Study of the Week: Black Scleroderma Patients are at a Greater Risk of Renal Crisis

Welcome to Study of the Week from Patient Worthy. In this segment, we select a study we posted about from the previous week that we think is of particular interest or importance and go more in-depth. In this story we will talk about the details of the study and explain why it’s important, who will be impacted, and more.

If you read our short form research stories and find yourself wanting to learn more, you’ve come to the right place.


This week’s study is…

Association of race and risk of future scleroderma renal crisis at systemic sclerosis diagnosis

We previously published about this research in a story titled “A Study Finds Scleroderma Renal Crisis is More Common Among Black People,” which can be found here. The study was originally published in the journal Arthritis Care & Research. You can view the abstract of the study here.

What Happened?

Scleroderma is a group of rare, autoimmune illnesses that can cause impacts throughout the body. Though limited to the skin in some cases, a possible complication of systemic scleroderma is scleroderma renal crisis, which is defined by sudden kidney failure, heart failure, and high blood pressure. Prior research has indicated that mortality and morbidity in scleroderma vary depending on race. This team of scientists sought to understand that variation more clearly using data from the United State Military Health System.

The researchers drew from data that included 294 patients with systemic scleroderma. 79 of this group identified as Black; the remainder were another race. The scientists then analyzed their medical records to see which patients developed renal crisis. They found that 13 Black patients experienced it while 16 of the other patients did. Overall, 16.5 of Black patients and 7.4 percent of the other patients developed scleroderma renal crisis.

The scientists also noticed that Black patients were more likely to be male and were younger than the other patients. When the team accounted for factors such as kidney function measures and age, the determined that Black patients were six times more likely to develop renal crisis. The researchers also determined some other factors that increased the risk of crisis regardless of race, such as proteinuria (high protein levels in the urine, a tell tale sign of kidney malfunction) and high blood pressure.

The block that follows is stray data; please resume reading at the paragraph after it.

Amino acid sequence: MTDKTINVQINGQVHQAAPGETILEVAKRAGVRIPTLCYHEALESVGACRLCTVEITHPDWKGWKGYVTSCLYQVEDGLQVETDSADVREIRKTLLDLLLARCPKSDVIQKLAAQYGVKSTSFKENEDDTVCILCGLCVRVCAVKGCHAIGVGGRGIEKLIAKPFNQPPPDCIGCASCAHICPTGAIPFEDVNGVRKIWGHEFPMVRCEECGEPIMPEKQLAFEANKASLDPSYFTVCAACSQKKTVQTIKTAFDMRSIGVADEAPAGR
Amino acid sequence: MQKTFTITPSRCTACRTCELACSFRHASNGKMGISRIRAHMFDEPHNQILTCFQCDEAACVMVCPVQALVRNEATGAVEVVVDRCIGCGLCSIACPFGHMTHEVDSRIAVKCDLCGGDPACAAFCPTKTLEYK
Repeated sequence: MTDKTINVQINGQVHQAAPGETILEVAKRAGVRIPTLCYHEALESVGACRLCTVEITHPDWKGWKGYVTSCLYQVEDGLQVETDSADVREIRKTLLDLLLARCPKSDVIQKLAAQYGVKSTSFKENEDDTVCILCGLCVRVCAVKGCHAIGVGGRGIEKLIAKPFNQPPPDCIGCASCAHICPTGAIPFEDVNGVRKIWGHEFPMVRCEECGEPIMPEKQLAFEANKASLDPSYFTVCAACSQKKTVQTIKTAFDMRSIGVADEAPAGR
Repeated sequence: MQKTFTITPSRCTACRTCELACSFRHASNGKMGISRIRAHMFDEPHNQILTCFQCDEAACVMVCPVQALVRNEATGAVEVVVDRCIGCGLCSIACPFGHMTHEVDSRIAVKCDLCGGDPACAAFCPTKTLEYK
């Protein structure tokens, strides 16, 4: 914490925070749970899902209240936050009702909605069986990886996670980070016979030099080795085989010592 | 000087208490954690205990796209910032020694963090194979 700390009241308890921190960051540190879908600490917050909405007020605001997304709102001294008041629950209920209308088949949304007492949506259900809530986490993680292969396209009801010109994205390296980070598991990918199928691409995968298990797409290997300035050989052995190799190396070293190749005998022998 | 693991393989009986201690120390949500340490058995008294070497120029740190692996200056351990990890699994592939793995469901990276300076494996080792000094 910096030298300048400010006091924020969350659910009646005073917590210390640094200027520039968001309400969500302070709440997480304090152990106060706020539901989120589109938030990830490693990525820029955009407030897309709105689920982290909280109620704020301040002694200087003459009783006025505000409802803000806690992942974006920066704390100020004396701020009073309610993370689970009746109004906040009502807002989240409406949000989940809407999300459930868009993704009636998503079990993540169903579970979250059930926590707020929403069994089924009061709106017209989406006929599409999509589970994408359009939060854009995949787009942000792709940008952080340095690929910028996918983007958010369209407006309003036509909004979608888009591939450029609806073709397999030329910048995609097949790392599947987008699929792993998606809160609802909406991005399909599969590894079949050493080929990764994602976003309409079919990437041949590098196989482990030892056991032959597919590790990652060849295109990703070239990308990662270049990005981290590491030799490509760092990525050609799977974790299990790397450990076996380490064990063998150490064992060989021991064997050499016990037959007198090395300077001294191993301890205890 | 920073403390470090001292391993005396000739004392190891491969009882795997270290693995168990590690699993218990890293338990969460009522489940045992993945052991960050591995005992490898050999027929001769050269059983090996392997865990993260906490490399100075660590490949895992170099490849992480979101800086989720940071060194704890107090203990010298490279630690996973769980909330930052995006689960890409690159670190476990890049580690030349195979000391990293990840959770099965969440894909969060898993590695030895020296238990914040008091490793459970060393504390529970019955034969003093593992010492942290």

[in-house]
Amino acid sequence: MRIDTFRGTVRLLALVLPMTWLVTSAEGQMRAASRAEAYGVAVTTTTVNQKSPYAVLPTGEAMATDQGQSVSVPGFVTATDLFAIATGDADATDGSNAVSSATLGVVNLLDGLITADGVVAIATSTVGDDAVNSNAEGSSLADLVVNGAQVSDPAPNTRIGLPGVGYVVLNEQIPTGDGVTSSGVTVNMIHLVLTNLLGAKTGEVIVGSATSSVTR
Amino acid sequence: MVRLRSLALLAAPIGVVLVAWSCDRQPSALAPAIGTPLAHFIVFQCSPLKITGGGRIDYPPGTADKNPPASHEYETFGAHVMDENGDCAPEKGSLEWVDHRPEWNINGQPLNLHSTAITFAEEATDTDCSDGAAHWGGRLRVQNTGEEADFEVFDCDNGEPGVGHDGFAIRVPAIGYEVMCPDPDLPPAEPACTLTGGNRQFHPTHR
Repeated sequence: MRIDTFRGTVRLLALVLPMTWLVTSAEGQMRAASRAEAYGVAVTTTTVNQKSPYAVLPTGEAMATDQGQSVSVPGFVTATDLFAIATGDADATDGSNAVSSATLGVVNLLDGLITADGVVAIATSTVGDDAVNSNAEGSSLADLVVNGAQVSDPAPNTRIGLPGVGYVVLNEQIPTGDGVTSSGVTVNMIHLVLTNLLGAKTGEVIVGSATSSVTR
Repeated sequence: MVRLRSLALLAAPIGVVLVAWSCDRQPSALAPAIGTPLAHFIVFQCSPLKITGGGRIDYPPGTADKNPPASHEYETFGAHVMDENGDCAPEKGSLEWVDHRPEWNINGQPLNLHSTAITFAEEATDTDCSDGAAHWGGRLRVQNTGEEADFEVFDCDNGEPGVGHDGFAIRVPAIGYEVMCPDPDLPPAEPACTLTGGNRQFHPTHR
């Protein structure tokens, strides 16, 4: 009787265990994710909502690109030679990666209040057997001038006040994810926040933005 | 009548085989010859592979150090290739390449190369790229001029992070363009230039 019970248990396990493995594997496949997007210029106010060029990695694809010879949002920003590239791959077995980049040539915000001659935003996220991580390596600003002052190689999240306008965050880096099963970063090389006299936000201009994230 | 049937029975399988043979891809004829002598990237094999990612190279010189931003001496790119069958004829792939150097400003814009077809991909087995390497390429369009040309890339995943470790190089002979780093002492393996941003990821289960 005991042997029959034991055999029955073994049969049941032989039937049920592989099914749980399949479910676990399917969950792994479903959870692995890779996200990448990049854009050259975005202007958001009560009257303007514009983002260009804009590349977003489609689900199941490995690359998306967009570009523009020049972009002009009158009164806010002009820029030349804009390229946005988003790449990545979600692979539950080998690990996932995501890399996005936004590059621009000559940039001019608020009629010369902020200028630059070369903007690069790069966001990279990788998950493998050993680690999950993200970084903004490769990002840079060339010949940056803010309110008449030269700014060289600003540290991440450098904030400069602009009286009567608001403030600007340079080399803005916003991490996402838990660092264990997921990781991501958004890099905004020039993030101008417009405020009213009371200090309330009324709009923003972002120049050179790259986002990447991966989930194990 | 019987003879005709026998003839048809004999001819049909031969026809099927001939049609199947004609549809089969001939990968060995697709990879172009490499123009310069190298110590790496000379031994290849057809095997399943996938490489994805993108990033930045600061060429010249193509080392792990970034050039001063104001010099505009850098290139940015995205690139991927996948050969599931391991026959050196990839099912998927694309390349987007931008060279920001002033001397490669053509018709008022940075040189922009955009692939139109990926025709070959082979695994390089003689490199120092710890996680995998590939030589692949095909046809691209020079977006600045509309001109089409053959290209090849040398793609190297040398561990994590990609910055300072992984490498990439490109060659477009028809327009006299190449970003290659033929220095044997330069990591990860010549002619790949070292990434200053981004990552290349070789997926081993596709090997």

Among Black patients, risk factors for renal crisis included the presence of anti-RO antibodies; this was not a risk factor for the other patients, however. Risk factors for the non-Black patients included low platelet levels, old age, and the presence of cancer. Overall, the main takeaway was that Black patients, particularly those with anti-RO antibodies, are at the highest risk of scleroderma renal crisis.

About Scleroderma

Scleroderma, which is also referred to as systemic sclerosis, describes a group of autoimmune diseases that can cause system-wide effects in the most severe cases. The mechanism of this disease is believed to be an autoimmune response in which the immune system mistakenly attacks body tissue. Some factors that may contribute to triggering the autoimmune response include mutations of the HLA genes and exposure to certain materials, such as certain solvents, white spirits, ketones, and silica. Symptoms are broad ranging and systemic, including kidney failure, erectile dysfunction, fatigue, stroke, headaches, facial pain, congestive heart failure, skin abnormalities, high blood pressure, chest pain, indigestion, and many more. Treatments are varied and depend on the symptoms, but most patients take medications in an attempt to suppress the autoimmune response. In severe cases, life expectancy is around 11 years from onset. To learn more about scleroderma, click here.

Why Does it Matter?

The findings from this study indicate the first time that African ancestry has been identified an an independent risk factor for renal crisis in scleroderma. While past research has demonstrated differences in morbidity and mortality between racial groups, this data helps give further explanation for the disparities that have been identified. This is an important step, but additional research will be needed in order to understand the reason why Black patients are at greater risk:

“Black race was independently associated with a higher risk of future scleroderma renal crisis (SRC)… further studies are needed to elucidate the mechanisms that underlie this important association.”

It’s also important to note that this study identified unique risk factors among Black patients versus patients of other races for renal crisis. Knowing these factors will have concrete impacts on the effectiveness and timing of treatment for this rare disease.

“Based on our novel findings, Black SSc patients with anti-Ro antibody and proteinuria should be closely monitored for SRC. Identifying unique risk factors for future SRC development for Black and non-Black SSc patients would be important in earlier diagnosis, therapeutic intervention, and improvement in long-term clinical outcomes.”

Further research will definitely be necessary on this matter. The scientists emphasize that it is still to soon to draw cut and dry conclusions about cause and effect.

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